Lower than projected offers from existing resources. There are several potential factors that may have limited the offer prices of existing resources. As mentioned previously, the rise in commodity prices over the past year may have increased the expected energy margins for resources during the 2023/2024 Delivery Year, and made resources willing to accept lower capacity prices, all else being equal. The revised MSOC may have restricted resource offer prices significantly, though this is difficult to say given the information currently available. The compressed auction timeline may also have limited resource offer flexibility, as holding the auction less than a year prior to the start of the Delivery Year might result in resources having limited ability to exit the market, postpone expenditures, etc.  

Though PJM currently has significant amounts of excess capacity relative to the target reserve margin, the capacity fleet is facing headwinds in the mid-term due to:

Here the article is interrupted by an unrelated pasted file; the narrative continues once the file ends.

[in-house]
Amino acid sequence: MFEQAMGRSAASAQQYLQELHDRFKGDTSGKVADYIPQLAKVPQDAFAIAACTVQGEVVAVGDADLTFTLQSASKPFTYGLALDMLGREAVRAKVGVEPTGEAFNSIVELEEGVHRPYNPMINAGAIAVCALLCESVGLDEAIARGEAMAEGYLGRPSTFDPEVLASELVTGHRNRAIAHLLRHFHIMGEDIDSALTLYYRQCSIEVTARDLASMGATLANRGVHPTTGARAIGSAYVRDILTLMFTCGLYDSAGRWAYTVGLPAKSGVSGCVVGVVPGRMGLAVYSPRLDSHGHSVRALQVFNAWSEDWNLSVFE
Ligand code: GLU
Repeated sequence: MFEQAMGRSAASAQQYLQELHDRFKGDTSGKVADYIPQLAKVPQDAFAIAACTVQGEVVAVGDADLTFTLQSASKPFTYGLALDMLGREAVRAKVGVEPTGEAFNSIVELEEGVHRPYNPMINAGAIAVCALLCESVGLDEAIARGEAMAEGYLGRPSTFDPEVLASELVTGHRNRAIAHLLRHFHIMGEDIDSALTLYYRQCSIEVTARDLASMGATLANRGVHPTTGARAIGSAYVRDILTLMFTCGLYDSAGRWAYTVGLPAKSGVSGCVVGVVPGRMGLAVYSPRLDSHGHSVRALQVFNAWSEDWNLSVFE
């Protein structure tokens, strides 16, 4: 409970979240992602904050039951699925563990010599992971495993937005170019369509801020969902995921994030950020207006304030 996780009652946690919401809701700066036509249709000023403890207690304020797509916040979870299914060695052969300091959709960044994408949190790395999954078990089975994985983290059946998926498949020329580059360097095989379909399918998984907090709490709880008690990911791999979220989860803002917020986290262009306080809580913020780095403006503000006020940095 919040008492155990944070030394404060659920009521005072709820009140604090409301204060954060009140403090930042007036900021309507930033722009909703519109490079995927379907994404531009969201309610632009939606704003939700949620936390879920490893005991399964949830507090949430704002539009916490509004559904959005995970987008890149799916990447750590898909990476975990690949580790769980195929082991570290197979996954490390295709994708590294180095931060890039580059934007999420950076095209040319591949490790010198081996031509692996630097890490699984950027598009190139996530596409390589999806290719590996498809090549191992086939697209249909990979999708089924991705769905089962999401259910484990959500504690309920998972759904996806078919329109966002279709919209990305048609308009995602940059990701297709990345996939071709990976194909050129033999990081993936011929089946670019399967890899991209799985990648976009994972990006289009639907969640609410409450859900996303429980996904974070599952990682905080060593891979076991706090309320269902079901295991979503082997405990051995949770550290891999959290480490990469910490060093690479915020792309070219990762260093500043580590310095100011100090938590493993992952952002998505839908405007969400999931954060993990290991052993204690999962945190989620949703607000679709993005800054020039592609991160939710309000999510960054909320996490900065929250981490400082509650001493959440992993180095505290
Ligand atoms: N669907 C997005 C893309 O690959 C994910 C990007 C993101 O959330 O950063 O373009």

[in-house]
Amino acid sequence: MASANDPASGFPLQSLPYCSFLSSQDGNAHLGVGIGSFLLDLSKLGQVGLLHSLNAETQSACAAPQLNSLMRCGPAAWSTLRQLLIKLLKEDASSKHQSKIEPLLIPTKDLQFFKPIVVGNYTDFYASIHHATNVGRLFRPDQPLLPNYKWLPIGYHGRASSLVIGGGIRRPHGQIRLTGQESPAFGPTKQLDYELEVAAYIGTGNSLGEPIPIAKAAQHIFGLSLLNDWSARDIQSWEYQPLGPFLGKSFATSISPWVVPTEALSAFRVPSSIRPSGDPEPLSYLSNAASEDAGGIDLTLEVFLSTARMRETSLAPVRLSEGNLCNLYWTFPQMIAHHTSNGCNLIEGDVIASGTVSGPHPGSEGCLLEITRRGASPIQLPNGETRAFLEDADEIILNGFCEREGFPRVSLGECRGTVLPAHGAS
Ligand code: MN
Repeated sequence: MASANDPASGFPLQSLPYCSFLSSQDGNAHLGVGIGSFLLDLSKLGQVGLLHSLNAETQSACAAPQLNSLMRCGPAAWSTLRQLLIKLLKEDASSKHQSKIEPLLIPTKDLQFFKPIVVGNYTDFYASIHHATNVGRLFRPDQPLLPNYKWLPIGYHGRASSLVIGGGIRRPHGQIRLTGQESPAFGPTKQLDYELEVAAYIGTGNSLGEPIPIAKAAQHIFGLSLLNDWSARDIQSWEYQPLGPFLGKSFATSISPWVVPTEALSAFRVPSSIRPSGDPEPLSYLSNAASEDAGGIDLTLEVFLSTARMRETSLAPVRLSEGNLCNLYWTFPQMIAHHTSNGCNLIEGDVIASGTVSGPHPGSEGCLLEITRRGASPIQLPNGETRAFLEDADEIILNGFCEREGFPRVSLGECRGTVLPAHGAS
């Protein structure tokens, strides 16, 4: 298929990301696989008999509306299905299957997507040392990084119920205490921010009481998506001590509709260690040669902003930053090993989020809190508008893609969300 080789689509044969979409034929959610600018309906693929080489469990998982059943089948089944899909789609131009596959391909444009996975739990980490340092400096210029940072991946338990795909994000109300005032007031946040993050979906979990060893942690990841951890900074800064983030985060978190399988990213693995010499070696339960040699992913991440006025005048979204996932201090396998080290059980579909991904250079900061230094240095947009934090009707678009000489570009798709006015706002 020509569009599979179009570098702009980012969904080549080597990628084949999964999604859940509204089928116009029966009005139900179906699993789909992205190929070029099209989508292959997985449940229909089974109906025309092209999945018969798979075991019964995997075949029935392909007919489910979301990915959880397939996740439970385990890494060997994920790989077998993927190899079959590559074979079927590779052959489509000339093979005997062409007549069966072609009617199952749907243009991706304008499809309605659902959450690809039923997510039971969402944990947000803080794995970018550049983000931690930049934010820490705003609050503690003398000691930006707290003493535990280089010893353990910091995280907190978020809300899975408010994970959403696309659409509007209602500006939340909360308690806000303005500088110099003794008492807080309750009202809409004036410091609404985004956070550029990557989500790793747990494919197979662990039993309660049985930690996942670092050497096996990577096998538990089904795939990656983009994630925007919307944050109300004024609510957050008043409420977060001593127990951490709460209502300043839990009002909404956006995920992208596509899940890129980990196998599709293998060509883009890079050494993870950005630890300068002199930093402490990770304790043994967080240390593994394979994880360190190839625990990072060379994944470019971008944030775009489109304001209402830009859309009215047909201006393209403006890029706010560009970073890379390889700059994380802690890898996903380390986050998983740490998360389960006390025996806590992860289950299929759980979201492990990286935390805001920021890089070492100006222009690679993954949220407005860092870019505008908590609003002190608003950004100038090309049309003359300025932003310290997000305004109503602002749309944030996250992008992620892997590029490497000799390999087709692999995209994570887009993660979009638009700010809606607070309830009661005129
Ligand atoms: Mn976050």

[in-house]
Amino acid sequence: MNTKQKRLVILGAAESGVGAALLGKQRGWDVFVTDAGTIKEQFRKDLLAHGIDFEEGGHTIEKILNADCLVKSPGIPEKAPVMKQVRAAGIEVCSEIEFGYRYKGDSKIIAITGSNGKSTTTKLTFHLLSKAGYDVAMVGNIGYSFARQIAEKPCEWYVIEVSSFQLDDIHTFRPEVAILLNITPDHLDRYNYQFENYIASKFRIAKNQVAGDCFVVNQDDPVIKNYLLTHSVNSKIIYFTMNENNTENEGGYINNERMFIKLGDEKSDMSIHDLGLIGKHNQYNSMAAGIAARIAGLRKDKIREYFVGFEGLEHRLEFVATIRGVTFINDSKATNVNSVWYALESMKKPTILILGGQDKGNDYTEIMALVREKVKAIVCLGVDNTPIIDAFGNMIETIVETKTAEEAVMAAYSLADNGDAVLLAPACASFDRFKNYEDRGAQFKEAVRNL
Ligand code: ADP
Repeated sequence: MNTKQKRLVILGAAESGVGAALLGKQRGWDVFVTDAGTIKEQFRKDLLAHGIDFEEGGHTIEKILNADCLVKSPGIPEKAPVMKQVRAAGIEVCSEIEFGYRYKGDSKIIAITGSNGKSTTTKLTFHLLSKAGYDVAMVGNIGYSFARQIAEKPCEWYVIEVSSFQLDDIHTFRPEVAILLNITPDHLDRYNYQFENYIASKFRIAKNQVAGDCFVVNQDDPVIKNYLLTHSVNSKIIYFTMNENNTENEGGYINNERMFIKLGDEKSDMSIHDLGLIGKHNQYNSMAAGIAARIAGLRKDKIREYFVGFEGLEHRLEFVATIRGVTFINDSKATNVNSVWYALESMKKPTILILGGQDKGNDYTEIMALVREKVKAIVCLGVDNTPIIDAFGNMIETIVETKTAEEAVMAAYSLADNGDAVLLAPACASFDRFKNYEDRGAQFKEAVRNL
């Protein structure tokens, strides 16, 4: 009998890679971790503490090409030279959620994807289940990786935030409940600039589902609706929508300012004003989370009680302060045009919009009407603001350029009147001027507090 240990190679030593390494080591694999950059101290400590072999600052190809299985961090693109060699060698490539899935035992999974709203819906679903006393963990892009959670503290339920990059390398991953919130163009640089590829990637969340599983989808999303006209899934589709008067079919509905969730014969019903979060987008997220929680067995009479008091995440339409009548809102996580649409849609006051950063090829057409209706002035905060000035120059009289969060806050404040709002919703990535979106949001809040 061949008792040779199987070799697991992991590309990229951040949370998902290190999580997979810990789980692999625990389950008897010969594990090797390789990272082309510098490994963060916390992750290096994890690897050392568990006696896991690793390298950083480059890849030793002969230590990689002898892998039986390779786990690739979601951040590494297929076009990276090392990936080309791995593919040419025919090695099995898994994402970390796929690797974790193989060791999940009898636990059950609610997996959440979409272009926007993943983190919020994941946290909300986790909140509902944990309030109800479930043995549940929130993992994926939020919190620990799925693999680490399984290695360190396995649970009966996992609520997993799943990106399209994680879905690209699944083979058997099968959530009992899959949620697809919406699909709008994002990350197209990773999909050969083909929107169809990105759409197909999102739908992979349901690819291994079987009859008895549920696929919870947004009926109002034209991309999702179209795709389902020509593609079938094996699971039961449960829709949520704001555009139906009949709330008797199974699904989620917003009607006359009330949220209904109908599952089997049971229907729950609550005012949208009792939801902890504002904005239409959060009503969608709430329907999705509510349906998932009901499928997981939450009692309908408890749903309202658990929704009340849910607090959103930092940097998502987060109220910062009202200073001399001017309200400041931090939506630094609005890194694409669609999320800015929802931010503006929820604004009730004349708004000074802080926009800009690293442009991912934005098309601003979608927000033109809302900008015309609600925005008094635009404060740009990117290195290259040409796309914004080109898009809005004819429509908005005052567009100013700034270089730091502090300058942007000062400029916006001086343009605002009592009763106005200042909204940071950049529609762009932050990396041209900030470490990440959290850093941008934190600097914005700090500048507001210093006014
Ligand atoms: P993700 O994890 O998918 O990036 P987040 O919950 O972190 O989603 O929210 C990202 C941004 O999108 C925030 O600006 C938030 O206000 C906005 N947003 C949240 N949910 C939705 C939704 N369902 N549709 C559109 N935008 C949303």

• Increased renewable penetration. Renewable penetration is expected to increase substantially, which is readily evident from the interconnection queue that is overwhelmingly comprised of renewables and storage. The increase is driven by state policy mandates, increasing market demand, and improving resource economics. This will likely reduce energy margins for existing resources, making them increasingly reliant on capacity revenues to recover their costs, and ultimately driving retirements. While renewables will contribute some incremental capacity, they do not have the same degree of capacity contribution as existing thermal resources.
  • Aging capacity fleet. The existing capacity fleet is also aging, with resources likely facing increasing costs, again increasing reliance on capacity revenues.